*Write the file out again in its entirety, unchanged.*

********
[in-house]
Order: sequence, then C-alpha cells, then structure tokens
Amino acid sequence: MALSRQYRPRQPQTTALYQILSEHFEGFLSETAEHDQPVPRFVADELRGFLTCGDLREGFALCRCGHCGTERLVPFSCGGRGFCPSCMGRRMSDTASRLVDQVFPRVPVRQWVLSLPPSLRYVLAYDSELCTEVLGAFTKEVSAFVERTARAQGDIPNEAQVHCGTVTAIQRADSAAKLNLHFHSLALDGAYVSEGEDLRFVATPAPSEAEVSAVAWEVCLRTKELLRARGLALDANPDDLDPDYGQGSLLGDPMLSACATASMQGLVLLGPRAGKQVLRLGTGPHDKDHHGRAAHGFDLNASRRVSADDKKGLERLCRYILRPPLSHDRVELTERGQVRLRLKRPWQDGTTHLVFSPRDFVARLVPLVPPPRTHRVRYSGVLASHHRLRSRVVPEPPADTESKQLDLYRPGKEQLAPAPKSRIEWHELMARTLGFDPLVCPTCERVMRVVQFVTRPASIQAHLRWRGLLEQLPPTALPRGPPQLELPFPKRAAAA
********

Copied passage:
[in-house]
Order: sequence, then C-alpha cells, then structure tokens
Amino acid sequence: MALSRQYRPRQPQTTALYQILSEHFEGFLSETAEHDQPVPRFVADELRGFLTCGDLREGFALCRCGHCGTERLVPFSCGGRGFCPSCMGRRMSDTASRLVDQVFPRVPVRQWVLSLPPSLRYVLAYDSELCTEVLGAFTKEVSAFVERTARAQGDIPNEAQVHCGTVTAIQRADSAAKLNLHFHSLALDGAYVSEGEDLRFVATPAPSEAEVSAVAWEVCLRTKELLRARGLALDANPDDLDPDYGQGSLLGDPMLSACATASMQGLVLLGPRAGKQVLRLGTGPHDKDHHGRAAHGFDLNASRRVSADDKKGLERLCRYILRPPLSHDRVELTERGQVRLRLKRPWQDGTTHLVFSPRDFVARLVPLVPPPRTHRVRYSGVLASHHRLRSRVVPEPPADTESKQLDLYRPGKEQLAPAPKSRIEWHELMARTLGFDPLVCPTCERVMRVVQFVTRPASIQAHLRWRGLLEQLPPTALPRGPPQLELPFPKRAAAA